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Daniel Janus’s blog

Lossy CSS compression for fun and loss (or profit)

26 January 2024


Late last year, I had an idea that’s been steadily brewing in my head. I’ve found myself with some free time recently (it coincided with vacation, go figure), and I’ve hacked together some proof-of-concept code. Whether or not it is actually proving the concept I’m not sure, but the results are somewhat interesting, and I believe the idea is novel (I haven’t found any other implementation in the wild). So it’s at least worthy of a blog post.

I wrote cssfact, a lossy CSS compressor. That is, a program that takes some CSS and outputs back some other CSS that hopefully retains some (most) of the information in the input, but contains fewer rules than the original. Exactly how many rules it produces is configurable, and the loss depends on that number.

The program only works on style rules (which make up the majority of a typical CSS). It leaves the non-style rules unchanged.

Here’s the source. It’s not exactly straightforward to get it running, but it shouldn’t be very hard, either. It’s very simple – the program itself doesn’t contain any fancy logic; the actual decisions on what the output will contain are made by an external program.

If you just want to see some results, here is a sample with my homepage serving as a patient etherized upon a table. Its CSS is quite small – 55 style rules that cssfact can work on – and here’s how the page looks with various settings:

  • Original: page, CSS, source SASS
  • 1 style rule: page, CSS (93% information loss)
  • 5 style rules: page, CSS (74% information loss)
  • 10 style rules: page, CSS (55% information loss)
  • 20 style rules: page, CSS (31% information loss)
  • 30 style rules: page, CSS (17% information loss)

My homepage and both of my blogs all use the same CSS, so you can try to replace the CSS in your browser’s devtools elsewhere on the site and see how it looks.


Three words: binary matrix factorization (BMF, in the Boolean algebra).

I guess I could just stop here, but I’ll elaborate just in case it isn’t clear.

Consider a simple CSS snippet:

h1, h2 {
   padding: 0;
   margin-bottom: 0.5em;

h1 {
   font-size: 32px;
   font-weight: bold;

h2 {
   font-size: 24px;
   font-weight: bold;

The first rule tells you that for all elements that match either the h1 or h2 selectors, the two declarations should apply.

You could visualize this CSS as a 5x2 binary matrix AT where the n columns correspond to simple selectors (i.e., without commas in them) and the m rows correspond to declarations:

padding: 011
margin-bottom: 0.5em11
font-size: 32px10
font-size: 24px01
font-weight: bold11

You could also transpose the matrix, yielding A with m rows denoting selectors and n columns denoting declarations. For my homepage’s CSS, m = 60 and n = 81; for bigger stylesheets, several thousand in either direction is not uncommon.

Now, linear algebra gives us algorithms to find a matrix A′ ≈ A such that there exists a decomposition A′ = B × C, where B has dimensions m × r, C has dimensions r × n, and r is small – typically much smaller than m or n. So this is a way of dimensionality reduction.

In the usual algebra of real numbers, there’s no guarantee that B or C will themselves be binary matrices – in fact, most likely they won’t. But if we operate in Boolean algebra instead (i.e. one where 1 + 1 = 1), then both B and C will be binary. The flip side is that the Boolean BMF problem is NP-hard, so the algorithms found in the wild perform approximate decompositions, not guaranteed to be optimal.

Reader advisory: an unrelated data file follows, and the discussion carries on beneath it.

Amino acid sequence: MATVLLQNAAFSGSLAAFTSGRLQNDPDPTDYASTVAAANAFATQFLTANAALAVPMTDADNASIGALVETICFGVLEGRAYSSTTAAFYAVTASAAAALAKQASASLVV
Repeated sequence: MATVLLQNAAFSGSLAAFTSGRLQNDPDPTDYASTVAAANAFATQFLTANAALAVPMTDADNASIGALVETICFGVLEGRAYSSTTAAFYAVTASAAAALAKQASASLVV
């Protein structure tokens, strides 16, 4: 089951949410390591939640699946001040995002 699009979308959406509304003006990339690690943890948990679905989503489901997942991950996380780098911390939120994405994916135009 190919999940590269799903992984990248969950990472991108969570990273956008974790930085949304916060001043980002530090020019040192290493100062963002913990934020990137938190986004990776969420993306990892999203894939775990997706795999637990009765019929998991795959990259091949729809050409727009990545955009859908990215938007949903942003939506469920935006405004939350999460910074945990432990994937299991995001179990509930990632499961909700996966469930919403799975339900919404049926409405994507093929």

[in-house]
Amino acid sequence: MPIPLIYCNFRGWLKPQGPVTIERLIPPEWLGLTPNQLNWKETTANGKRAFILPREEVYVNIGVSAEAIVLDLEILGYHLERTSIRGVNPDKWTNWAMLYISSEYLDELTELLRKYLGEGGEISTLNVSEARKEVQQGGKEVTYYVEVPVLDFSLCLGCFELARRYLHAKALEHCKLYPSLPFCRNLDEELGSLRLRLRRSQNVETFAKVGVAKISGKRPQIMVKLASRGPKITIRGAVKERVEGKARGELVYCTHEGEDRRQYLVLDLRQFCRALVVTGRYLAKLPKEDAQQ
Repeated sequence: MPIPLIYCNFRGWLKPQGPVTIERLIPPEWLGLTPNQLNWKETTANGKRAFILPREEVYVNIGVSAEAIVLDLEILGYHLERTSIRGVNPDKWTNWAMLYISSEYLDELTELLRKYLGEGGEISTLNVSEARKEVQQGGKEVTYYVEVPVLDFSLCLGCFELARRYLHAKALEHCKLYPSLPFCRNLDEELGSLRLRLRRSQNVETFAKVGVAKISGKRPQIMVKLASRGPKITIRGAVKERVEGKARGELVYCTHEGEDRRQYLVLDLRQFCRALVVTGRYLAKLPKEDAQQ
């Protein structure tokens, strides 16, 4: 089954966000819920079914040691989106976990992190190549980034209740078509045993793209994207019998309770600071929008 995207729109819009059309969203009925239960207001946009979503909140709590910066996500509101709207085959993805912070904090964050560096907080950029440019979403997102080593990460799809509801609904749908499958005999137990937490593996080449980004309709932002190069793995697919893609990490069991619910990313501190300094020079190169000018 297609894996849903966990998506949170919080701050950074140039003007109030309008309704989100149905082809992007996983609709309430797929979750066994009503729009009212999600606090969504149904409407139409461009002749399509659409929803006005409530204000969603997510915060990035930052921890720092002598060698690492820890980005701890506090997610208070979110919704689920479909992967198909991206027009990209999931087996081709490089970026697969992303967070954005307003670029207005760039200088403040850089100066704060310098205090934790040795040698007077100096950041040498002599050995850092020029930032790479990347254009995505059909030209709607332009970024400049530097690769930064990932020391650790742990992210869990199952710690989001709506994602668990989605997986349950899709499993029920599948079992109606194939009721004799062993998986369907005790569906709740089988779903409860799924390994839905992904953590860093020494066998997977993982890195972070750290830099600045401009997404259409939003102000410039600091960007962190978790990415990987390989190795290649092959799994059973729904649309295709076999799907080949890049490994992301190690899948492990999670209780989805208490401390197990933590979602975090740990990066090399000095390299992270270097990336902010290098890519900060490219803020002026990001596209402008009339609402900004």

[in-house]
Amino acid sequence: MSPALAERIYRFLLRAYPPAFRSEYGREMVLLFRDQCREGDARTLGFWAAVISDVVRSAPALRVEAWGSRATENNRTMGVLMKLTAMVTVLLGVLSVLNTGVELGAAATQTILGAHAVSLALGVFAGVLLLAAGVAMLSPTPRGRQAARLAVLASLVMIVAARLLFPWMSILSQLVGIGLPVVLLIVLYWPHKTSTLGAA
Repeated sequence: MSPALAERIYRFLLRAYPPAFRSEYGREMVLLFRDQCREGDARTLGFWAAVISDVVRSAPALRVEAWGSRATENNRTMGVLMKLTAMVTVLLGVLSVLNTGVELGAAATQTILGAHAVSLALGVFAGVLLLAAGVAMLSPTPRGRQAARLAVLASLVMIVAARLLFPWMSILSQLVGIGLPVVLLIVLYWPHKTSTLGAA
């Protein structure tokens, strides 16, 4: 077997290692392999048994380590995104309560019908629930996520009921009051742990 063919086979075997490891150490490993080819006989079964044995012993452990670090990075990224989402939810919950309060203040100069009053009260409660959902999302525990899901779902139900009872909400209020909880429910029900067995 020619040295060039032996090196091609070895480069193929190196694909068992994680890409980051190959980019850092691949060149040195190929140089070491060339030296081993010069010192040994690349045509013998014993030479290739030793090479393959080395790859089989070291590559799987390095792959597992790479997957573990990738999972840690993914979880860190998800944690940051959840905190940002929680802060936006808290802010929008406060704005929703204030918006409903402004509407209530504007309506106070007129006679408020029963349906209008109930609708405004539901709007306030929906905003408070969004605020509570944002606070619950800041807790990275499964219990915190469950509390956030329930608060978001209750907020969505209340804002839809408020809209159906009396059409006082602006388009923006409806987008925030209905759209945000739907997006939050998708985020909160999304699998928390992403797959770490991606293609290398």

But that’s okay, because lossiness is inherent in what we’re doing anyway, and it turns the binary matrices B and C are readily interpretable. Look again at the CSS matrix above: why is there a 1 in the top-left cell? Because at least one of the CSS rules stipulates the declaration padding: 0 for the selector h1.

This is exactly the definition of matrix multiplication in the Boolean algebra. The matrix A′ will have a 1 at coordinates [i, j] iff there is at least one k ∈ {1, …, r} such that B[i, k] = 1 and C[k, j] = 1. So the columns of B and rows of C actually correspond to CSS rules! Every time you write CSS, you’re actually writing out binary matrices – and the browser is multiplying them to get at the actual behaviour.

Well, not really, but it’s one way to think about it. It’s not perfect – it completely glosses over rules overlapping each other and having precedence, and treats them as equally important – but it somewhat works!

You could plug in any BMF algorithm to this approach. For cssfact, I’ve picked the code by Barahona and Goncalves 2019 – sadly, I wasn’t able to find the actual paper – not because it performs spectacularly well (it’s actually dog-slow on larger stylesheets), but because I was easily able to make it work and interface with it.


Why not?

The sheer joy of exploration is reason enough, but I believe there are potential practical applications. CSS codebases have the tendency to grow organically and eventually start collapsing under their own weight, and they have to be maintained very thoughtfully to prevent that. In many CSS monstrosities found in the wild, there are much cleaner, leaner, essence-capturing cores struggling to get out.

This tool probably won’t automatically extract them for you – so don’t put it in your CI pipeline – but by perusing the CSS that it produces and cross-checking it with the input, you could encounter hints on what redundancy there is in your styles. Things like “these components are actually very similar, so maybe should be united” may become more apparent.